Klinsmann vs. Everyone

I am tired.

As you probably know by now, Don Garber held an impromptu press conference today. During it, he offered an impassioned rebuttal to what he saw as a slight from Jurgen Klinsmann towards Major League Soccer. There are almost certainly behind-the-scenes reasons for Garber to pick up the microphone, but to an outsider it reflects insecurity and pettiness. Garber doesn’t come off looking great in this fight. But Klinsmann has been picking a lot of fights lately.

Klinsmann has set himself up as an anti-US-establishment figure, and the “Klinsmann vs. the system” narrative has been a constant since he began. He arrived on the job as USMNT head coach with promises of overhaul and change, most notably the youth system. Most people recognize that there are flaws in the American soccer structure, and so we embraced Klinsmann as a harbinger of change. After some early stumbles, the USMNT saw success under Klinsmann in last year’s World Cup qualifying. On the field success is the best way for a manager to endear himself to a fanbase.

With the security of a long-term contract given to him following the World Cup draw, Klinsmann has broadened his targets. First: Donovan. This duel had personal aspects, but it was also symbolic. To really grab the attention of American soccer and the media, Klinsmann slaughtered its most sacred cow. Where fans and proponents of US Soccer viewed Donovan as embodying its best aspects and potential, Klinsmann saw the negative aspects and unfulfilled potential. Donovan stayed in MLS rather than go to Europe, and the media often praised him for accomplishments that are small on an international stage.

And here is where Klinsmann, if he didn’t have them before, spawned enemies. Lots of them, particularly from American media outlets that are unaccustomed to soccer and only view Klinsmann as a foreign interloper telling us how to do our jobs. Xenophobic sportswriters aside, even parts of the soccer media were skeptical of the decision. Some Klinsmann supporters noted that the decision got the American mainstream talking about the make up of a World Cup squad weeks before the tournament, which was a first.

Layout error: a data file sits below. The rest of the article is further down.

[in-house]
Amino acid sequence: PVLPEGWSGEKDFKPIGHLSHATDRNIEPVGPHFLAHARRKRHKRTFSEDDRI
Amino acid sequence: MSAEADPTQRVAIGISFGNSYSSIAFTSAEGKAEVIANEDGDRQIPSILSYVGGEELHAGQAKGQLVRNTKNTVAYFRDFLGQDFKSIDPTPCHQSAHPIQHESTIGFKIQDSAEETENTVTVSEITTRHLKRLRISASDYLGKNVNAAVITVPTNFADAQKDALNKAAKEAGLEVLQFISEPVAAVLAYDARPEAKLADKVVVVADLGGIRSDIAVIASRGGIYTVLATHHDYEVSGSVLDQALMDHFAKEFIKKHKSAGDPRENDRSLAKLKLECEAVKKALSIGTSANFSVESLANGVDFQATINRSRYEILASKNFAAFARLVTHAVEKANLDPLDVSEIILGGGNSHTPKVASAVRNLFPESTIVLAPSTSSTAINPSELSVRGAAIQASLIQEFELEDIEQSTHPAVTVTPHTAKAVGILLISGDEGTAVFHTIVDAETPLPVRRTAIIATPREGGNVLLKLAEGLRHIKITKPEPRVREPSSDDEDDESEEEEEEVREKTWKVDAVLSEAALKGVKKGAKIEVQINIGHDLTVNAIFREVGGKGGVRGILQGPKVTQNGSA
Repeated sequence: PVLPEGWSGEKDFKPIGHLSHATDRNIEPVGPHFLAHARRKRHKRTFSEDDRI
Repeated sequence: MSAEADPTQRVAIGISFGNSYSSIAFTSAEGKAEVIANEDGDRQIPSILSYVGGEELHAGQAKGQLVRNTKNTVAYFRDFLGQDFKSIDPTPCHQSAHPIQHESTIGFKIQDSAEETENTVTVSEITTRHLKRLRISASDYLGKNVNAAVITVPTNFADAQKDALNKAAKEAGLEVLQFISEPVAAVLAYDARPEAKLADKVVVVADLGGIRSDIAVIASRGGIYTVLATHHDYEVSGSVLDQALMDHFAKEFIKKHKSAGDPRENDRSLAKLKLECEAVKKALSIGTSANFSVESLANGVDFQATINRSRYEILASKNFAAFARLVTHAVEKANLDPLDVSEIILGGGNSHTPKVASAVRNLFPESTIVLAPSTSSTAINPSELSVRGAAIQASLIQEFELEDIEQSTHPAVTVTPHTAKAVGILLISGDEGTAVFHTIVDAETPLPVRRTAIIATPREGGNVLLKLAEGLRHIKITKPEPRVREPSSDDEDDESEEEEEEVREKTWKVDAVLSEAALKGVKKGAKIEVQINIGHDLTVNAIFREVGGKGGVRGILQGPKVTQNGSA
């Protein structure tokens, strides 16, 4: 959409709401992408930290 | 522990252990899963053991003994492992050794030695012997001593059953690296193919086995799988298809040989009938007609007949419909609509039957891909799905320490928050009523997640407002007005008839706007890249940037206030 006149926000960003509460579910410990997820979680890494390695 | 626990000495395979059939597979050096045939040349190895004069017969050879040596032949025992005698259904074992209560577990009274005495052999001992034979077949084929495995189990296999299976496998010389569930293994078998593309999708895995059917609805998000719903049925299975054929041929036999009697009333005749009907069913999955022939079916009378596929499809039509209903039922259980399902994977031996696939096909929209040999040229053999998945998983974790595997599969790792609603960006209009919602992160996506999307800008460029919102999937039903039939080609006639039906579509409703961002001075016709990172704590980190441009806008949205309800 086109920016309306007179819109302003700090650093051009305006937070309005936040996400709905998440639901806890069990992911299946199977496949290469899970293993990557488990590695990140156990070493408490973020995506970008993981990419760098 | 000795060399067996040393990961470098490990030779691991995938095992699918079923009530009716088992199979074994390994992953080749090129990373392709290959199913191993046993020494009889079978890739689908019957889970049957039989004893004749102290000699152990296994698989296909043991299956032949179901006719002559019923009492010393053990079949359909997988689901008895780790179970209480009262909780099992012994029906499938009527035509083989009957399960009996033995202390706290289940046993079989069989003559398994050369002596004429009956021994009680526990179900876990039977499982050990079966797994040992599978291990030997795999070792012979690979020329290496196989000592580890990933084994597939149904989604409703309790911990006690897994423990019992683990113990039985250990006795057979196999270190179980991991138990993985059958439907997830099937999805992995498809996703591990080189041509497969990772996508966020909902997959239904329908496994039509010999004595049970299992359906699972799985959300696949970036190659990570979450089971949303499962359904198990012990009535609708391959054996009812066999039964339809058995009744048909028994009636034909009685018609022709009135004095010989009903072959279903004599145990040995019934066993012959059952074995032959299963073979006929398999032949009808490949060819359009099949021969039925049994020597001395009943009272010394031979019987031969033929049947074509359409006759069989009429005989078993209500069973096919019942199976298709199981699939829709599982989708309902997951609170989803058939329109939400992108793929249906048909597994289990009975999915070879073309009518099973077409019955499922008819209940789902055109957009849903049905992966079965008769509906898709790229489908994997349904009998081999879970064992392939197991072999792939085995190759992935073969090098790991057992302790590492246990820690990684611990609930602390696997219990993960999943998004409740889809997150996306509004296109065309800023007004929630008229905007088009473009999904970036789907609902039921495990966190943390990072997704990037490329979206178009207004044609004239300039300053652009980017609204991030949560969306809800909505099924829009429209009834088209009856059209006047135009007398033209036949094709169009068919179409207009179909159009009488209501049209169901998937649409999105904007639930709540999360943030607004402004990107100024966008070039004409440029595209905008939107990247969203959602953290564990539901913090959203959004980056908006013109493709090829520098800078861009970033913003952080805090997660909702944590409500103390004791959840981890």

After a fairly successful World Cup run (though that assessment is not shared by everyone), the furor surrounding American soccer largely died off. There were critics who noted that Michael Bradley wasn’t in his best position, that Klinsmann had no replacement for Jozy Altidore, and that Donovan could have offered more than Brad Davis or Mix Diskerud or Timmy Chandley. But largely there was peace, and American soccer’s supporters were just thrilled with the attention given to the World Cup.

The peace was shattered about a week ago. Donovan’s farewell match was always going to be a testy moment, but he and Klinsmann each added fuel to the fire in the build up. Donovan seemed to confirm suspicions that the rift was more personal than tactical, and Klinsmann said that Donovan could have done more in his career, a statement both vague and all-meaning depending on how you wanted to read it. Klinsmann also selected an NASL player for the friendly squad and poked the sleeping bear of promotion and relegation. ESPN dedicated a halftime discussion to pro/rel, and nothing new was said because nothing new is ever said in pro/rel debates.

Effectively, this is is all the same battle. Pro/rel vs. closed shop, Europe vs. MLS, Klinsmann vs. Donovan, Klinsmann vs. Garber. These are all different names for arguments that, if they aren’t exactly the same, have an awful lot in common. They are about soccer, but they are also about insecurity and authenticity and identity and setting the course for the still nebulous American soccer culture. These arguments are old, divisive, and tiresome, and neither press conference nor blog post will bring us any closer to resolving them.

Since taking charge of the USMNT in 2011, Jurgen Klinsmann’s mouth has garnered more attention than his managerial ability. I happen to think he’s a fairly good manager, even if his best talent is attracting talented dual-nationals. But intentionally and otherwise he has served as a wedge in the American soccer community.

There are some who’ll say that we needed to have the discussions Klinsmann has sparked. That may be true, but I think we can have them without the vitriol and politicization that they currently accompany. Everyone involved here wants what’s best for American soccer. There are disagreements on what is best for American soccer. But we can all agree that the petty arguments and drama of the past week are not it.